The electric pump station furthest north in British Columbia belongs to someone by the name of Robin S. in Fort St. John, a small city in Northeast B.C. — a place smack dab in the middle of an oil-and-gas feeding frenzy.
In fact, when comparing the www.plugshare.com map of such fuelling stations in Western Canada with a 2006 Government of Canada oil-and-gas pipeline map (the latest of its kind), there’s an interesting theme that emerges. In regions that see the highest oil-and-gas activity, there are the fewest electric fuelling stations.
Calgary and Edmonton are both on the top five largest cities by population in Canada list, yet they contain a combined 12 public electric pump stations. Compare this to Vancouver, Canada’s eighth largest city according to 2011 census data, which boasts more electric fuelling stations than both Edmonton and Calgary combined in its downtown core alone.
In the autumn of 2012, the B.C. government announced a massive program to help fund the installation of electric pumps throughout the province. The electric vehicle charging stations are funded for a total of 454. The money for the project was derived from a $2.7 million Community Charging Infrastructure Fund. Municipalities, regional districts, and senior levels of government applauded the program because of its diverse make-up — more than 70 universities, organizations, and governments signed on to the project.
Some legacy news outlets, however, balked at the idea and offered up their predictable, cynical commentary à la carte. The Vancouver Sun went so far as to suggest the program created too much access to electric pumps, which represented a “niche” automobile market.
This is a theme among the news organizations that refer to themselves as the “legacy” news media, which is an overused term attributed to essentially newspapers, news channels, and radio stations. To air on the side of fairness, however, some legacy news organizations reported how the options are getting better for consumers looking for alternative ways to get around.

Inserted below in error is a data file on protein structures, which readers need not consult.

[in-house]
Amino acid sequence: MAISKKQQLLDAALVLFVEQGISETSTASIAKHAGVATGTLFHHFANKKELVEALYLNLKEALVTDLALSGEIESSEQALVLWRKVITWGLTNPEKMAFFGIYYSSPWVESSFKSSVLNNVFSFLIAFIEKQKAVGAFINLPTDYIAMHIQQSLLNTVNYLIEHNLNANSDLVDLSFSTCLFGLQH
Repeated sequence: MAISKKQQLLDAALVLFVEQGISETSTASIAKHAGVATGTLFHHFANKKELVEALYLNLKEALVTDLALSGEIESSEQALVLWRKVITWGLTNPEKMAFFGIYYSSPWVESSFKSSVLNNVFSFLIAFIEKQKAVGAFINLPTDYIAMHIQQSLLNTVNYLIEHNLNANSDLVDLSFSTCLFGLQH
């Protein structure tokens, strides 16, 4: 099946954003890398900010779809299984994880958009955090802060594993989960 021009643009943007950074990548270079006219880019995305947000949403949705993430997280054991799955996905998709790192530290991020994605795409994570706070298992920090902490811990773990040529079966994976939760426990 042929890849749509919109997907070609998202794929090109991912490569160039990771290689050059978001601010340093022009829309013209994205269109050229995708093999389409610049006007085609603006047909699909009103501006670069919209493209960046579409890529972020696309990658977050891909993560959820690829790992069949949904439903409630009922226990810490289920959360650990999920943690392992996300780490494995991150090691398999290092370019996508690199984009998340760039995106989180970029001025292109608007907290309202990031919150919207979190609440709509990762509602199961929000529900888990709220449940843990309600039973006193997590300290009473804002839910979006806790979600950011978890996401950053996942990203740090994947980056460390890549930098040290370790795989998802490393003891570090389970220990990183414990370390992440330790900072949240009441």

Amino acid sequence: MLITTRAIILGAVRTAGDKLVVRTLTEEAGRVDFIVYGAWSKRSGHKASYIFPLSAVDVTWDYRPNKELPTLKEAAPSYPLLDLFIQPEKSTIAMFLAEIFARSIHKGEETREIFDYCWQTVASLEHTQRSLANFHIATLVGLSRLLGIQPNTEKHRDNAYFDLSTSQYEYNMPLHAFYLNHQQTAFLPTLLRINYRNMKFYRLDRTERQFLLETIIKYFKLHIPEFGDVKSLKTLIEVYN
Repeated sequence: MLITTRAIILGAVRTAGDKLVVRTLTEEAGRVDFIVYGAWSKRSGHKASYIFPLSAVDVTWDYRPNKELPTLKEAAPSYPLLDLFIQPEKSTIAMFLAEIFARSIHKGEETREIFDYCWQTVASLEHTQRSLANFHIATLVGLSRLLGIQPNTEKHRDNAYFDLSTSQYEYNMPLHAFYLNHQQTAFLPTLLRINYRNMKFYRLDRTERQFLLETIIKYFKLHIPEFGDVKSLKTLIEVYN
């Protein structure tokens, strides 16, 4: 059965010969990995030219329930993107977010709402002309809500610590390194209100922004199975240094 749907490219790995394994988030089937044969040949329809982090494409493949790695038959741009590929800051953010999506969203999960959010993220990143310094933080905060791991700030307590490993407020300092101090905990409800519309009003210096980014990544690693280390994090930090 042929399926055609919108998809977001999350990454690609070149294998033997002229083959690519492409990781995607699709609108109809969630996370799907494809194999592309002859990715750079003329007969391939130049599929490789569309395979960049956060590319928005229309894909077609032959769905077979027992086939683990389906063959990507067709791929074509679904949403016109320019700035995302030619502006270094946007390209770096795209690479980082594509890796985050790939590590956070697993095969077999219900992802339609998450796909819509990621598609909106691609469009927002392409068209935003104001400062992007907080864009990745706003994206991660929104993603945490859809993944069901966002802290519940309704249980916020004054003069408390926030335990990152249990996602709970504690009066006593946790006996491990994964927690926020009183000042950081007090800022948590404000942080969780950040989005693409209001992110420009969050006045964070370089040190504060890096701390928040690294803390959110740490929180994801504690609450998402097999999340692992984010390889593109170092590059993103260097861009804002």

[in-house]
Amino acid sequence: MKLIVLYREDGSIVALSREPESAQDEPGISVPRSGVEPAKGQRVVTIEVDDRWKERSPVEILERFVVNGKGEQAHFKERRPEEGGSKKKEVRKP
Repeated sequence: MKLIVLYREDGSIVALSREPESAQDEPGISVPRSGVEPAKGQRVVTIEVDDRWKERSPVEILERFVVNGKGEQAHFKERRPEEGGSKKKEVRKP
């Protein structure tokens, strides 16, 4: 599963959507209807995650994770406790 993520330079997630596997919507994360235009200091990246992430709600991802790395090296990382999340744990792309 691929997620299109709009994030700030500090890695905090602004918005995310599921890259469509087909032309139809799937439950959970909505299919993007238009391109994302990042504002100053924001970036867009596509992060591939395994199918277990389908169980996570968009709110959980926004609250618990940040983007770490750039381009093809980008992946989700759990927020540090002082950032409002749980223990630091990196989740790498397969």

This is the real story when talking about electric vehicles. The rise of the electric automobile is really about how practical the alternatives to fossil-fuel dependent vehicles are. In recent days, Tesla Motors announced the expansion of what it calls the “Supercharging Network” so that electric motorists are able to travel from LA to New York for free.
In Canada, a quick glance at the Canada Plug Share map reveals a consistent pattern of charging stations extending across the country that may indicate the ability to travel from B.C. to the Maritime Provinces without getting stuck in the middle of nowhere. There are sections that look somewhat dicey, and one would want to do a thorough check on whether such a cross-country trip is feasible. Of course there are a chorus of concerns about whether an electric vehicle is able to stand up to the harsh Canadian weather. On the flip side, there is a counter-chorus suggesting electric vehicles are able to hold their own against the snow and ice.
Change is not change until it’s made at the source. Whether someone drives a pick-up truck or hybrid, the use of gasoline at the consumer level is a large demand for its parent — oil. While it’s well known oil is used for a variety of products, it’s most used in industries requiring massive amounts of energy, this includes creating the energy to move large objects. The electric vehicle is not perfect. There remains concern over how eco-friendly it really is, which is a subject well explored.
What people must not lose sight of is that this technology is still in its infancy. What the Tesla Motors story shows us is that there are power structures in place that do not wish to see alternatives succeed. The best recent example of this is Ballard Power. The creation of new clean technologies is critical to the success of the human species. The method to harness power in cleaner forms will get better if our free markets are not manipulated and capital is allowed to flow into human agencies that again improve people’s quality of life, as well as the environment.
If humans play their cards right, there is a future where personal, commercial, and industrial transportation is fuelled by sustainable technologies that equal the power created by oil.
This will only happen if people allow it to happen. And this time they are despite the interference.